• Sometimes it seems the more you have materially, the less you are sure about giving it away because you can’t imagine life without it all. Some of the richest people I have known are also the meanest, the most penny-pinching in attitude. The most generous are those with next to nothing.

    I remember one evening when I worked on a street theatre/outreach team and had no income and literally no cash at all (but at least I had a roof over my head, which is richer than some), I came home to find a parcel in my room. Some old friends had visited while I was out and left a parcel of soap, toothpaste, face cloths, toothbrushes, shampoo – lots of basic toiletries that I couldn’t afford to buy. BUT the key thing was, they left me two of everything.

    They understood a principle there, that when you have nothing, you actually yearn to have something to give away. So I took great delight in giving away all the extras to other people on the team who also had none. I didn’t care that once it was gone it was gone. I didn’t want to keep the extras for when they ran out, I just loved the look on people’s faces when they got something they needed. I think God’s the same!

    God always has an abundance to give away and He is like the kid pouring the glass of milk – it always overflows and goes all over the table. He doesn’t see it as a waste, but as plenty. The trick, I guess (and I often forget it in truth) is that He always has plenty of what you need so you’ll have some to give away, but trusting Him to do it again and again and again……….that’s a toughie if you have a lot to start with somehow. Cos the more you have, the more you have to give away and the bigger and scarier the gesture I guess. I think I was more generous when I had less in many ways.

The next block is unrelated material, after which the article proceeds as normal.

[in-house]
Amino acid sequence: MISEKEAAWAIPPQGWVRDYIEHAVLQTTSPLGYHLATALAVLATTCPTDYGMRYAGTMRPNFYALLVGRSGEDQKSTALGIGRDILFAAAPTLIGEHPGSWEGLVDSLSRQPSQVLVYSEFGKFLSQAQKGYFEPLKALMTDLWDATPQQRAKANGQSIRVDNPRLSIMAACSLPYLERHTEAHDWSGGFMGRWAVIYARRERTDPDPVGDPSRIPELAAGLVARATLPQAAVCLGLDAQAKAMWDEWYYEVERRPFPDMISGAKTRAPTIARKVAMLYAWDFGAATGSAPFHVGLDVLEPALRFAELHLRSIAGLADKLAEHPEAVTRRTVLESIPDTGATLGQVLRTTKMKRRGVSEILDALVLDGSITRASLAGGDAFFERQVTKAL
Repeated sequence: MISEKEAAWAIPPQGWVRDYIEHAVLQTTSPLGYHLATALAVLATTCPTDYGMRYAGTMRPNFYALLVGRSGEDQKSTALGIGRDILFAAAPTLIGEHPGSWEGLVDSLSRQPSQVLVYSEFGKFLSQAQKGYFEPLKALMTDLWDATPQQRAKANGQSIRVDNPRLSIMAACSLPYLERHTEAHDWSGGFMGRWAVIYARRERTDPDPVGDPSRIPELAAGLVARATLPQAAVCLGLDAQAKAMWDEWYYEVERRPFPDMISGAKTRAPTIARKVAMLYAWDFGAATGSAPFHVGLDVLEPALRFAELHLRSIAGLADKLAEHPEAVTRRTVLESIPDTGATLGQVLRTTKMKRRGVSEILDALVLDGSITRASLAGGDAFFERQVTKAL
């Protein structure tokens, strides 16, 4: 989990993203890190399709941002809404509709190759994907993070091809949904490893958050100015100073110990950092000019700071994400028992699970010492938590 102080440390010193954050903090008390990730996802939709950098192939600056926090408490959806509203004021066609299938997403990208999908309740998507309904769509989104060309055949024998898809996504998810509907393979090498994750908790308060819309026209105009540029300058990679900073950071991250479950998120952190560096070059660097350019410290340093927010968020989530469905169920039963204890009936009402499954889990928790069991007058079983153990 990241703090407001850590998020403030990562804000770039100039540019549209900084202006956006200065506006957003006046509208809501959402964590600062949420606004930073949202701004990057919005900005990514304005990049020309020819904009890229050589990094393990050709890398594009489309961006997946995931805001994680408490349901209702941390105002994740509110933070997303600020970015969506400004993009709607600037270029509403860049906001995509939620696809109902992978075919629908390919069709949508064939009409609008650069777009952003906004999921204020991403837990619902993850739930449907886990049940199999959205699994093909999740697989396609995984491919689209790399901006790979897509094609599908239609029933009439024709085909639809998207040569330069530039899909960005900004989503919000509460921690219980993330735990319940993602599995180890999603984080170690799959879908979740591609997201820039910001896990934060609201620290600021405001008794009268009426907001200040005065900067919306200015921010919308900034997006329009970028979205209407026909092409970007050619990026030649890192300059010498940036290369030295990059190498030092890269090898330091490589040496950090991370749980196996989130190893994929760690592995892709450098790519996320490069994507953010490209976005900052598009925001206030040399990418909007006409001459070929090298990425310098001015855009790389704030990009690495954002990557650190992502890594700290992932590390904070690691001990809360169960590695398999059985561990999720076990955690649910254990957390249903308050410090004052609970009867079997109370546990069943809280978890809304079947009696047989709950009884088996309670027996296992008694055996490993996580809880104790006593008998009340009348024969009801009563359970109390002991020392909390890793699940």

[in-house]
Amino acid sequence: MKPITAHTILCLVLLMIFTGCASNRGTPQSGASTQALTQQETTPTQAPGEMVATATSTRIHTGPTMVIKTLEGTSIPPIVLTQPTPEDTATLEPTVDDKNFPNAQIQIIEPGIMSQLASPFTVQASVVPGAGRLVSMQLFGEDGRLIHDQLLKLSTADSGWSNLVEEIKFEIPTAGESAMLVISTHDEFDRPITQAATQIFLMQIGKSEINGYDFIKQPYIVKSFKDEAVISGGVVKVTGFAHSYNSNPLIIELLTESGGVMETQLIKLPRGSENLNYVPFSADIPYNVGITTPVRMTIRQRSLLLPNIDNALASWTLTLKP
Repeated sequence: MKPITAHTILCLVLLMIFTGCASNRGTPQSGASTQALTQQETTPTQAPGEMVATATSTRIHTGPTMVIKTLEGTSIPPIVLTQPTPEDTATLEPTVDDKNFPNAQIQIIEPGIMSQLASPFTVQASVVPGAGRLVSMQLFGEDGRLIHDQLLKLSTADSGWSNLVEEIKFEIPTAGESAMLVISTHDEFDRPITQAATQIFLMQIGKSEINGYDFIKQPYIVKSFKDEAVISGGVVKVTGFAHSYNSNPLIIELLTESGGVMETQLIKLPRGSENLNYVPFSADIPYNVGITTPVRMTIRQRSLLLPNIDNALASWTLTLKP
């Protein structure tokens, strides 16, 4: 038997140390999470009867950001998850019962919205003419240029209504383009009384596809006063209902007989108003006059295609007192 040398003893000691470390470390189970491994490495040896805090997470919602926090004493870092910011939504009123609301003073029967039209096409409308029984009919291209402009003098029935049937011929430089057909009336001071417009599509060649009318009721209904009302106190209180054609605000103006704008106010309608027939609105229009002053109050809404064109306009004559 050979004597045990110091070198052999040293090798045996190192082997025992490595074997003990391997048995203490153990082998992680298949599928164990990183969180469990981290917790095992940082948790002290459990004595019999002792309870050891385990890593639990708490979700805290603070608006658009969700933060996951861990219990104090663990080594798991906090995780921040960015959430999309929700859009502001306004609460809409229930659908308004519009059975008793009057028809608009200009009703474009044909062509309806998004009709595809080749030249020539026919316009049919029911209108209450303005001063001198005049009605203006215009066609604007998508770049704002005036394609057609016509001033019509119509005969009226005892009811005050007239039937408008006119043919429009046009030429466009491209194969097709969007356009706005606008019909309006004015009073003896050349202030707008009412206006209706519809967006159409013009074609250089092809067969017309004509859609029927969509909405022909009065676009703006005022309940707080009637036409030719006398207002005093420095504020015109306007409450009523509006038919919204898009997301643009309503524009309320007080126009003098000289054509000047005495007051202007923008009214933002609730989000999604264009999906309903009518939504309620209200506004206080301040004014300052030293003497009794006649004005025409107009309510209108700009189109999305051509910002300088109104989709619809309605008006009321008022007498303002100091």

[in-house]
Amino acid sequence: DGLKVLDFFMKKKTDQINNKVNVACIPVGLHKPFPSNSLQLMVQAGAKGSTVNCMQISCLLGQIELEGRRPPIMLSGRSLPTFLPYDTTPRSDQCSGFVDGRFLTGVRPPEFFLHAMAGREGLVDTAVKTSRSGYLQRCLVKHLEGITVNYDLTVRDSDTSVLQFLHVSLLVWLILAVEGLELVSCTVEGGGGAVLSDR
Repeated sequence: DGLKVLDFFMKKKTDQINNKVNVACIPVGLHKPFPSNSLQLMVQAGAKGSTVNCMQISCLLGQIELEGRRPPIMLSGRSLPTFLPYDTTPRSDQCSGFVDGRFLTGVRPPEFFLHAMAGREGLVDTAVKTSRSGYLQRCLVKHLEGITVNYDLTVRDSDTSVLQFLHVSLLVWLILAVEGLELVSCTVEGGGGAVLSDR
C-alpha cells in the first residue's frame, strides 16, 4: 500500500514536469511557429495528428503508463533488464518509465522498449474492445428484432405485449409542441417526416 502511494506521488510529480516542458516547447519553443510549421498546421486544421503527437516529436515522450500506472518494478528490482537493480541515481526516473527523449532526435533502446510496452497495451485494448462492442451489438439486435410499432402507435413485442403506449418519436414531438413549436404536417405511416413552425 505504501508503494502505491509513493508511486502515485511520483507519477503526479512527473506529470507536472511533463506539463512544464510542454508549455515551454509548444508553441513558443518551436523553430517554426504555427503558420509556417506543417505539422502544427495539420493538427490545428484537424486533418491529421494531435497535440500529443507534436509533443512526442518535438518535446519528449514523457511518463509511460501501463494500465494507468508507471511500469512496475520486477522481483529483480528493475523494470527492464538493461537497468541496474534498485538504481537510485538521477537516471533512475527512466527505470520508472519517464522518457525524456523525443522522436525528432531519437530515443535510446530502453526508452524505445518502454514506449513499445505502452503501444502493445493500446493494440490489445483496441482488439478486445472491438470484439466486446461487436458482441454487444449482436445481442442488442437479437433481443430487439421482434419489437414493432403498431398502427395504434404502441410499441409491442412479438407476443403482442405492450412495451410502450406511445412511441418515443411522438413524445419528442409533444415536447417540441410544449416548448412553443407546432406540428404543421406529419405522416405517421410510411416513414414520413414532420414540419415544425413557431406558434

Isn’t it David who says Lord, don’t give me riches and don’t give me poverty. Just give me what I need. If I am poor, I may steal bread and dishonour your Name; if I am rich, I may forget You. Just give me enough. I would add, just give me enough and a bit more so I can share it. Or give me the courage to handle plenty with a generous heart like Yours, trusting You, who are no man’s debtor.

  • 2Corinthians 9:8

    “God can pour on the blessings in astonishing ways so that you’re ready for anything and everything, more than just ready to do what needs to be done.” (The Message Bible)

    The Amplified Bible reads,

    “And God is able to make all grace (every favor and earthly blessing) come to you in abundance, so that you may always and under all circumstances and whatever the need be self-sufficient [possessing enough to require no aid or support and furnished in abundance for every good work and charitable donation].”

    It’s just okay when my liberality flows out of God’s abundance towards me. Nothing less should be expected. But how do we explain a life that gives in the midst of “deep poverty”… “severe tribulation” and “great joy”?? (2Cor 8:1-2)

  • I love this blog. YES! And what about love believing the best? Can not one person be blessed and the others rejoice? Or do we believe they’ll have a tantrum and say, “No fair!” If anything, it’s a chance to have our own hearts revealed to us.

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Seth Barnes

I'm motivated to join God in his global reclamation project. He's on the move, setting his sons and daughters free from their places of captivity. And he's partnering with those of us who have been freed to go and free others.